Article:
“I have known some people along the way. My previous job was with a wilderness crew which tends to attract a more transient crowd and are spread out across the U.S. Some of these people were not close or anything but we stayed connected through Facebook. As they see I am coming through the area, they often reach out.”

“I also met a lot of great people along the way. Some people intentionally try to help hikers on the trail. I tend to accept lodging at people’s homes and food if it is offered, but I do not accept money. I normally ask them to share that with those in need.”

One example of a chance meeting was a couple in Michigan. “A guy and his wife who have a hostel in southern MI put me up for three nights. His wife made me a nice lunch each day to take with me on my hike. You meet some really good people. It is interesting because I am pretty sure their political beliefs were very different from mine, but it didn’t matter. Just good people seeing me as another human being.”

After such a long journey, a life milestone, what is next for Skittles? “Now that I am done, I will go back to work again. I know I will have to work later into my life. Maybe when I am 65 and still working, I will question what I have done, but I doubt it. I would not be doing what I am doing if I did not think it was the right thing for my life. I tell my friends, I have been semi-retired since 2004,” he says with a grin.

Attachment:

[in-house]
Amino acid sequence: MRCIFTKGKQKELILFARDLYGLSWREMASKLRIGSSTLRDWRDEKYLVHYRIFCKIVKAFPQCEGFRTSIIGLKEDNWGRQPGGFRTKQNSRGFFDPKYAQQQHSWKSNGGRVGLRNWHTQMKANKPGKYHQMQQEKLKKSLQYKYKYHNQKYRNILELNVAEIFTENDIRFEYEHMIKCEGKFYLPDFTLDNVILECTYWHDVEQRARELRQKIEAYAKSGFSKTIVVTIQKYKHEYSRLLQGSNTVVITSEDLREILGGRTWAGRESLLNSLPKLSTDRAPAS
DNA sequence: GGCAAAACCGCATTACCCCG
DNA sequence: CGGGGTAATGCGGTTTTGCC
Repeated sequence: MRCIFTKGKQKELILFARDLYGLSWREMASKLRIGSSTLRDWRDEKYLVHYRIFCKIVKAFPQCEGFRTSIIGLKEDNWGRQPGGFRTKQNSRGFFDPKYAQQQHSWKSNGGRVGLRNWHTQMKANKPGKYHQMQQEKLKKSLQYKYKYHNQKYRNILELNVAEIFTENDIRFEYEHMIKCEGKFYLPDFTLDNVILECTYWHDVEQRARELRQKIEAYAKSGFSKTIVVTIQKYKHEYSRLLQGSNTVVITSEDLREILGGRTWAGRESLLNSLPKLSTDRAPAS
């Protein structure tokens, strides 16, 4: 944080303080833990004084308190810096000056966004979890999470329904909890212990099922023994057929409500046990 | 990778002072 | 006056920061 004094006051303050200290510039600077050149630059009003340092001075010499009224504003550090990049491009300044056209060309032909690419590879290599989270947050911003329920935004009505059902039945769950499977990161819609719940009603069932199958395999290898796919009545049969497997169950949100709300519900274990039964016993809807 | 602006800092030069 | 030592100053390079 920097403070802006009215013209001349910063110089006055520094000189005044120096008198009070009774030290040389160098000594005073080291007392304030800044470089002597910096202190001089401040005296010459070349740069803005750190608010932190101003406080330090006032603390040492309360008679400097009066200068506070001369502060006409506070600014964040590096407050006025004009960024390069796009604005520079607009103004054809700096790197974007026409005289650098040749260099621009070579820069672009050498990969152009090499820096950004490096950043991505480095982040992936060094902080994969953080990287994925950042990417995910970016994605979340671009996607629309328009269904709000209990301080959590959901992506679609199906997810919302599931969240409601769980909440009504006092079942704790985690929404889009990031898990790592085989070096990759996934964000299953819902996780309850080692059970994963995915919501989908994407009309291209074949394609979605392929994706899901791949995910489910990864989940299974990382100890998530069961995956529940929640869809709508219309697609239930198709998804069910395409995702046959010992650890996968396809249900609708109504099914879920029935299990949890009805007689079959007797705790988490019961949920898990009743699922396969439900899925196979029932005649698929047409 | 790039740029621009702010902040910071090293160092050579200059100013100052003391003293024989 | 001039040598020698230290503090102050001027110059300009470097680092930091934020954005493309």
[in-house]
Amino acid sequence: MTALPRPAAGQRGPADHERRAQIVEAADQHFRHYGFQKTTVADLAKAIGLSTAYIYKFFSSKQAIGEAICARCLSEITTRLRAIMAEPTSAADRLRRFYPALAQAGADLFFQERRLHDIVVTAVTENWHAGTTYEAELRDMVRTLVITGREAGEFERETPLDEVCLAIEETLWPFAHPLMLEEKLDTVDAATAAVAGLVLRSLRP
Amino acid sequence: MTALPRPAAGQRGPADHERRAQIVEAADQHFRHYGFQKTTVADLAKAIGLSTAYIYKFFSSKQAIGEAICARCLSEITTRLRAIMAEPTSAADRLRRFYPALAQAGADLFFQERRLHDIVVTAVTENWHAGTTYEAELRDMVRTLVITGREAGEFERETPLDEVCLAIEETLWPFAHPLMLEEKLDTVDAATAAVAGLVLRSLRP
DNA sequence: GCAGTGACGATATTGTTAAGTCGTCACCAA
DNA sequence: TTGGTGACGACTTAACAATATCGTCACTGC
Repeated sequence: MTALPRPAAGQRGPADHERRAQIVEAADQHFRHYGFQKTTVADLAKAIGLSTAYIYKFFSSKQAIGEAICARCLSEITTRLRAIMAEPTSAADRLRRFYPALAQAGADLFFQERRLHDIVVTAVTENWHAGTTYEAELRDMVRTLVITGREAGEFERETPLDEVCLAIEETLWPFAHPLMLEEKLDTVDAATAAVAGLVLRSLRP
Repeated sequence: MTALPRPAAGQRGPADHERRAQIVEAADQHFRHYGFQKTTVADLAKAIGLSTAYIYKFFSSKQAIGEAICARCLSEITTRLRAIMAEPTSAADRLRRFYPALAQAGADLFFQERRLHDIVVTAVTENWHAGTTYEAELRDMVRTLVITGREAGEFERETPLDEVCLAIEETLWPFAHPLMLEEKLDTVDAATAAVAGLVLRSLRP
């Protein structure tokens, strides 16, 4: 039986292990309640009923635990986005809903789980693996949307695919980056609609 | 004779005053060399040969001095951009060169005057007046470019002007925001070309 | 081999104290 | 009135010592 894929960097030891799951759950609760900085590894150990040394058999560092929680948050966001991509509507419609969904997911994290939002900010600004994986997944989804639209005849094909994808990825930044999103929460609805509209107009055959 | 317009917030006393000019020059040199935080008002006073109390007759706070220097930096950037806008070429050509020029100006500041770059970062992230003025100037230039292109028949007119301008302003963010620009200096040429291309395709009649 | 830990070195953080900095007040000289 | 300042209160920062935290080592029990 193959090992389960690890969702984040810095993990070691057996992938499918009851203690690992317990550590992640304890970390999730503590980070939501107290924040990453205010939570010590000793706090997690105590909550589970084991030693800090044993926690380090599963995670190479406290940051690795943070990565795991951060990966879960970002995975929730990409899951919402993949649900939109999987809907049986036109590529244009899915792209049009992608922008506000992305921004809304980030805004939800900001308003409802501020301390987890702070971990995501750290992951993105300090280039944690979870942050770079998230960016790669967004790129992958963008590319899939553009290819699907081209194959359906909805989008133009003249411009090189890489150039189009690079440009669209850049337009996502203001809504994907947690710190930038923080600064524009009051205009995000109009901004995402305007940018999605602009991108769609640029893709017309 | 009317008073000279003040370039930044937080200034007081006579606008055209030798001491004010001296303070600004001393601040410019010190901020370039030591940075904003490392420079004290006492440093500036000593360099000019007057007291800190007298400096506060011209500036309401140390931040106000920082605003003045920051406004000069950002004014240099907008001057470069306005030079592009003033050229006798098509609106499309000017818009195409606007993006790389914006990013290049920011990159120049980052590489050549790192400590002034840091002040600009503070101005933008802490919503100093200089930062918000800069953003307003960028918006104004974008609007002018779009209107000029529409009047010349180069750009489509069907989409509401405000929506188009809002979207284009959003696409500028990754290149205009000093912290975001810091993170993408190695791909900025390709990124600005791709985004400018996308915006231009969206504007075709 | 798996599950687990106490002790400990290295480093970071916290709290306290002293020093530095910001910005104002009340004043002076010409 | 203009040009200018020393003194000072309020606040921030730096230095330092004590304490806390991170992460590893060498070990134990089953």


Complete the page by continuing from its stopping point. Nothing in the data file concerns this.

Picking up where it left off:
“October 29th, I start my job in Ketchikan, AK as sports editor for the local newspaper. I have worked in that role before and was asked back. It fits well and I love the area. It rains a lot, 4 times rainier than Seattle, but it is so beautiful. I can hike 3 miles out of town and be in the alpines of the mountains above the tree line, which starts at 3k – 4k feet.”

I asked Skittles, now that he is getting to the end, any final thoughts. He reflected on how America looks a lot better interacting with people while hiking across it vs the impression you get when you turn on the TV. “This reaffirms to me that our country is still really a great country. When meeting people face to face, our country looks a lot nicer.”


Online: https://lakeofthewoodsmn.com/5000-mile-hike-nw-angle-faith-in-america/

If you would like to look at Skittles’ journal along the way, check out Trailjournals.com/skittles.

For more information about Lake of the Woods and the NW Angle, LakeoftheWoodsMN.com.